The Book ‘Titan: Inside India’s most successful Consumer Brand’ is written by veteran journalist Vinay Kamath.
The Book traces the path of Titan which started as a “Watch Project” at Tata Press to the Consumer behemoth it is today.
The Book is a thrilling read and one marvels at the twists and turns the company’s fortunes took over a period of 30 years.
The book is full on anecdotes which makes it an awesome read.
One of my heroes is JRD Tata and the Book brings out his “Management by Affection” philosophy. He didn’t have much knowledge or interest in watches or jewelry but he backed Titan’s plans because of his faith in Xerses Desai. It was a classic bet on the jockey and not on the horse.
There are many anecdotes about JRD in the book which are lovely…for instance, the first watch presented to him by the Titan management team turned out to be defective ! Another anecdote of how he pushed the Titan management to do more in CSR brings out the greatness of the man.
Another legend associated with Titan was Xerses Desai. He was the extra-ordinary man who had the vision, determination and the leadership skills to build Titan.
Some aspects of his personality reminded me other business successes such as:
- Setting international standards– From the very beginning, Xerses wanted the Titan products and showrooms to be world class. He sent designers to Europe to study the showrooms there and implement the same for Titan showrooms here. Reminded me of Dhirubhai Ambani who used to benchmark Reliance always with international standards
- Imbueing Quality – Steve Jobs of Apple was fanatic in his belief that every aspect of the Company which touches stakeholders should imbue quality. So not only the product, but the packaging, communication etc should of the highest quality.Xerses was extremely fastidious about the aesthetics,design etc of each and every aspect of the company, even if it was v minor. He used to spend hours checking the color proofs of the print ads so that readers could do ‘window shopping’ sitting at home. One amusing anecdote related to this was when the ad agency made an ad where the husband gifts a watch to his wife. The gift card said ‘To my dearest wife‘. To this, the Oxford educated Xerses quipped “Dearest? How many wives does he have?”. The chastened ad agency changed it to the correct grammar ‘To my dear wife‘ !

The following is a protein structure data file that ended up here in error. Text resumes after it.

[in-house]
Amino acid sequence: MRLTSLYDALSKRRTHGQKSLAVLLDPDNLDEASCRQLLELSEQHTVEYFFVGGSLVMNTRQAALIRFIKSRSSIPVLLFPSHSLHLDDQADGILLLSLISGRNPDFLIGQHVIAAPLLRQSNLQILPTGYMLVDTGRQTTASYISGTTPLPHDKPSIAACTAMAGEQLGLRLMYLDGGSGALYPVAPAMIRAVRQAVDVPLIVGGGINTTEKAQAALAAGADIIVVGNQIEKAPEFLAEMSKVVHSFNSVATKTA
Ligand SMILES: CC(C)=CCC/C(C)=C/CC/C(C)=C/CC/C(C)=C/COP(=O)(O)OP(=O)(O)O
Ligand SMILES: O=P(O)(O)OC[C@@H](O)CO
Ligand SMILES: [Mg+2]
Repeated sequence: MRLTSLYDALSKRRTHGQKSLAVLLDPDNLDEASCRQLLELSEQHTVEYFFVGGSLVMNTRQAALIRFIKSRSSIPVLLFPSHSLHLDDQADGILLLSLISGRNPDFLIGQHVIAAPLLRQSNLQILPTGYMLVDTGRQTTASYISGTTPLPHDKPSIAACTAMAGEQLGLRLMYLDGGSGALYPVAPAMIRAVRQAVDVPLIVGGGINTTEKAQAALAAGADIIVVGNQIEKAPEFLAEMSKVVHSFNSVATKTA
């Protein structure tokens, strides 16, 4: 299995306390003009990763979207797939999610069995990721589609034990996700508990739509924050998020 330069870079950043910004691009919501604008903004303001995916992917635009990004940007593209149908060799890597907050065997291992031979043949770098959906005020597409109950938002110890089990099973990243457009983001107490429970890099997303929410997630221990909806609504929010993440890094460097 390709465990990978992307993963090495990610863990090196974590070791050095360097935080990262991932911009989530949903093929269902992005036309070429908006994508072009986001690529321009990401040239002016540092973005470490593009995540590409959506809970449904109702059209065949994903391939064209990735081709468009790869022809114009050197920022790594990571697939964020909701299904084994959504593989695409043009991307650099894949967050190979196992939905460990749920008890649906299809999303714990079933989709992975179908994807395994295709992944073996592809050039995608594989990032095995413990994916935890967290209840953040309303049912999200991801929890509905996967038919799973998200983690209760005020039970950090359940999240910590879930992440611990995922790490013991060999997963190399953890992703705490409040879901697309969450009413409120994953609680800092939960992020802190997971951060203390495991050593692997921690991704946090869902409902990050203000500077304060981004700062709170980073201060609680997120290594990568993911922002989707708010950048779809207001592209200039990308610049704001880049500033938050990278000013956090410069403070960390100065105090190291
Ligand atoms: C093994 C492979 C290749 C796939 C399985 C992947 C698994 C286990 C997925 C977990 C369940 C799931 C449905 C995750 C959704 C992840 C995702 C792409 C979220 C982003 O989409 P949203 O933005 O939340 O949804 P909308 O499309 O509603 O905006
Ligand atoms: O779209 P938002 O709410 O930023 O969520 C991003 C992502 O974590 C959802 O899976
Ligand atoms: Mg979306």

- Talent Magnet – Like JRD Tata, Xerses roped in the best of talent, gave them freedom and got the best of them.This open and smart culture that he created still exists in Titan today
The Book covers how the different brands of Titan evolved – Tanishq, Fast Track, Skinn, Taneira etc
I must compliment the author on a fantastic job done. After a long time, I read a book on an Indian co and felt ‘Maja Aa Gaya’ !
I would strongly recommend this Book to all investors
The Book ‘Bridgital Nation’ is written by N Chandra, the Chairperson of Tata Sons and Roopa Purushottham, the Chief Economist of the Tata Group.
One would think the Book is about Technology.
But the Book is actually about India and its colossal challenges in providing healthcare,education,jobs, credit, judicial access etc to its citizens.
The Book is divided into chapters related to healthcare, entrepreneurship etc